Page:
The quiet militarisation of the Pacific
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Covid in the Pacific: February 2022


CANBERRA - COVID-19 cases continue to rise in the Pacific, with many island nations experiencing their first outbreaks of the pandemic.

As the two-year anniversary of the pandemic in the Pacific approaches, island nations continue to see record numbers of cases, and in some instances hospitalisations.

French Polynesia and New Caledonia have seen a significant upsurge this month, with the territories in total recording 66,699 and 53,143 cases respectively.

Papua New Guinea (PNG) has seen the beginnings of a further wave of infections, increasing its total infections to 41,290.

The cumulative case numbers in Solomon Islands are 6,937, Kiribati has recorded 2,914 cases, Fiji 63,756 cases, and Guam has seen 37,300 infections.

Vaccination rates in the region are similar to figures at the end of January, with the rollout of booster shots accelerating in a number of countries.

Tonga and Samoa have now vaccinated 90% of their eligible populations, an important step in the two countries’ plans to reopen.

Despite outbreaks, rollouts in Kiribati and Solomon Islands remain stagnant, with an inoculation total rate of only 38% and 12% respectively.

Papua New Guinea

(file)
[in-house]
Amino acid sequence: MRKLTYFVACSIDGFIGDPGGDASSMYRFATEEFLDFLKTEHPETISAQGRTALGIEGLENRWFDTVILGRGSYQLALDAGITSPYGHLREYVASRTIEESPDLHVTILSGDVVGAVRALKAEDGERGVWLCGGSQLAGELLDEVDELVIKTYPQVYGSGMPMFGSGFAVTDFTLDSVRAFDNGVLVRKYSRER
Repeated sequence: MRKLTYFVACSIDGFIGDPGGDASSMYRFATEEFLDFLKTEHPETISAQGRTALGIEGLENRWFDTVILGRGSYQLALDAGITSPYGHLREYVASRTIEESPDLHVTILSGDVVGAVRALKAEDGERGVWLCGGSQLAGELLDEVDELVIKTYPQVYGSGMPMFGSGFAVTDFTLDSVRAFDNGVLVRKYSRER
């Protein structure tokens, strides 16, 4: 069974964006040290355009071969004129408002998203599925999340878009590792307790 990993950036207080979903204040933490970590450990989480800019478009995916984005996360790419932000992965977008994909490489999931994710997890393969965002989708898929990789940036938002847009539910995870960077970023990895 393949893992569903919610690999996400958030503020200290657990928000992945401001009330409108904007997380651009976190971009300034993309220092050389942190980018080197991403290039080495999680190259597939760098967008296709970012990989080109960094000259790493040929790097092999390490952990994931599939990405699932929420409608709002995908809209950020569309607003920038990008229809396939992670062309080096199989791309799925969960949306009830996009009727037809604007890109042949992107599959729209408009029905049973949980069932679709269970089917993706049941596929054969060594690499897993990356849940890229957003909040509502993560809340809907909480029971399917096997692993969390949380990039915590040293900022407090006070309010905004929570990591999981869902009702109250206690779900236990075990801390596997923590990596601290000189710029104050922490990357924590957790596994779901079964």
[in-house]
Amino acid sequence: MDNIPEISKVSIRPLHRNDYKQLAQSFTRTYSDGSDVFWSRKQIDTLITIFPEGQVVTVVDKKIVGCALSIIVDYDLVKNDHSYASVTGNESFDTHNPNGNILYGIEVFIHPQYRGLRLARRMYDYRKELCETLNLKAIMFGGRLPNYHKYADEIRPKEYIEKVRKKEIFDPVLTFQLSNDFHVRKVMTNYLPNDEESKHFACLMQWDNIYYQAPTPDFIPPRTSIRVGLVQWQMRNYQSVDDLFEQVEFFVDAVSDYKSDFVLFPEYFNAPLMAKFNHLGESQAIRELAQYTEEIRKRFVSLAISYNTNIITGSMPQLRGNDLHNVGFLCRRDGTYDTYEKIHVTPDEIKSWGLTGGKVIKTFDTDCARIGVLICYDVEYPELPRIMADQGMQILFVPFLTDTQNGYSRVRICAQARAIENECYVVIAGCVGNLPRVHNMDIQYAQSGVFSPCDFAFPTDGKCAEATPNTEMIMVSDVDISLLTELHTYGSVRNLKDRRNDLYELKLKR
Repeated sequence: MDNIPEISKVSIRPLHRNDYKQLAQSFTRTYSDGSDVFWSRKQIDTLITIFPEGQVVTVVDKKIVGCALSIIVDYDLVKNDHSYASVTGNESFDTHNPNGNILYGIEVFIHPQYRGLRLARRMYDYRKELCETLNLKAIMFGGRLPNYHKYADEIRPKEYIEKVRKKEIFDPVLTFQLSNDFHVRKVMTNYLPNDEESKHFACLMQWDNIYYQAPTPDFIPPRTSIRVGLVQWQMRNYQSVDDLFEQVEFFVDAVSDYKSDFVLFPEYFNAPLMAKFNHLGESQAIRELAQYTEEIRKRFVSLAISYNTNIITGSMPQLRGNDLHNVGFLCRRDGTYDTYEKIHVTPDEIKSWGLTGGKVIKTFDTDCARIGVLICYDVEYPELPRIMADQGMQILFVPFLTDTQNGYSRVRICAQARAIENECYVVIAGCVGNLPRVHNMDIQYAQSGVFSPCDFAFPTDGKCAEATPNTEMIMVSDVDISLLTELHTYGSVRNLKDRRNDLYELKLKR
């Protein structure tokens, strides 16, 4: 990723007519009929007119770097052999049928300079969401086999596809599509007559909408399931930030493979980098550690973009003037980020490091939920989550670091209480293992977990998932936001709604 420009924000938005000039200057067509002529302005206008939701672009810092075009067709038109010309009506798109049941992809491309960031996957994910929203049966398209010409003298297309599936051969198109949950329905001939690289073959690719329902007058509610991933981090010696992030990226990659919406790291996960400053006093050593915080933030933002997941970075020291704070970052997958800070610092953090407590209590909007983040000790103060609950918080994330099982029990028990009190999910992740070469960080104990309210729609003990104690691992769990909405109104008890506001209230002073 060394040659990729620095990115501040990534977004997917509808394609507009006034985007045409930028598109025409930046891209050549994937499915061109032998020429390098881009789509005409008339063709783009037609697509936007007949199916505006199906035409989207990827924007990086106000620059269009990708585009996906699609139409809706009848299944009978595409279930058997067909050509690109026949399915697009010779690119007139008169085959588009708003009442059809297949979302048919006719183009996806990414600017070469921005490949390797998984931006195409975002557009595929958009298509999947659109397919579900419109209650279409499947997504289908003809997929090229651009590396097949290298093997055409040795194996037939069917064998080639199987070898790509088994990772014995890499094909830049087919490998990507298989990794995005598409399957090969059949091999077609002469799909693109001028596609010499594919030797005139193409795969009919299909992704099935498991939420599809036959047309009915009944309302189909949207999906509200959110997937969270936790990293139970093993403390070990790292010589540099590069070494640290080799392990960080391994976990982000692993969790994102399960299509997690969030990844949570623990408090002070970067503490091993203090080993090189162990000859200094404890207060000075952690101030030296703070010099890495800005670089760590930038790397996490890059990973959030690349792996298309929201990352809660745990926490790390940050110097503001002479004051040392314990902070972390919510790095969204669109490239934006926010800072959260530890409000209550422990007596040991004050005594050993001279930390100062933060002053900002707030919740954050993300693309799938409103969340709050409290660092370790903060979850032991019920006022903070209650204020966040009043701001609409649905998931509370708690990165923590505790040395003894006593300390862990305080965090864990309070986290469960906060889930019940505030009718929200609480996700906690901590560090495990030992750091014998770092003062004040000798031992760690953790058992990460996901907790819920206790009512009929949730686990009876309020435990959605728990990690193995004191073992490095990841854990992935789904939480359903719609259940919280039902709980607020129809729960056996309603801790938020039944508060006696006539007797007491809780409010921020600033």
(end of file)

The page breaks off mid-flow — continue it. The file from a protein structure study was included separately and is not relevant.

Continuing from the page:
PNG prime minister James Marape tested positive to Covid during a trip to China in early February.

Attending Beijing on the invitation of Chinese Leader Xi Jinping, Marape was still able to hold a virtual meeting with Premier Li Keqiang, and only suffered mild symptoms.

According to the PNG National Disease Command, he was cleared to return to work on Wednesday 16 February.

PNG reopened its international border for tourism on the same day. Visitors over the age of 18 must be fully vaccinated, all passengers must show proof of a negative Covid test 72 hours before arrival, and then be re-tested on arrival.

The Australian Broadcasting Corporation has reported on the dire state of the PNG health system, highlighting that a shortage of funds, medications, and staff have compromised its capacity to treat patients.

Cook Islands

Cook Islands detected their first cases of community transmission since the pandemic began, with the total number of cases in the country standing at 10.

The tiny nation had already been on alert, after a visitor tested positive for the Omicron variant in New Zealand, soon after leaving Rarotonga.

Subsequently, three tourists from Auckland tested positive and are in isolation in their private holiday accommodation.

Another person travelling to Aitutaki tested positive on Saturday 19 February.

The cases have prompted fears of ‘silent transmission’ on the islands, as prime minister Mark Brown highlighted there may be further cases in the community.

However, authorities are confident they can avoid a widespread outbreak, due to early testing, and the nation’s extremely high vaccination rate of 96 per cent.

American Samoa

American Samoa has been placed on ‘Code Red’ by Governor Lemanu Peleti Mauga, as the territory recorded community COVID-19 cases for the first time.

Following a number of cases identified on a 27 January repatriation flight from Honolulu, a quarantine health worker is believed to have contracted the virus and spread it within the community.

The total confirmed cases in the outbreak stands at 63, as citizens deal with long waiting times for testing and vaccination.

Government restrictions implemented to stop the spread of the virus include a ban on public gatherings, passenger air or sea travel, and limited hours for some businesses.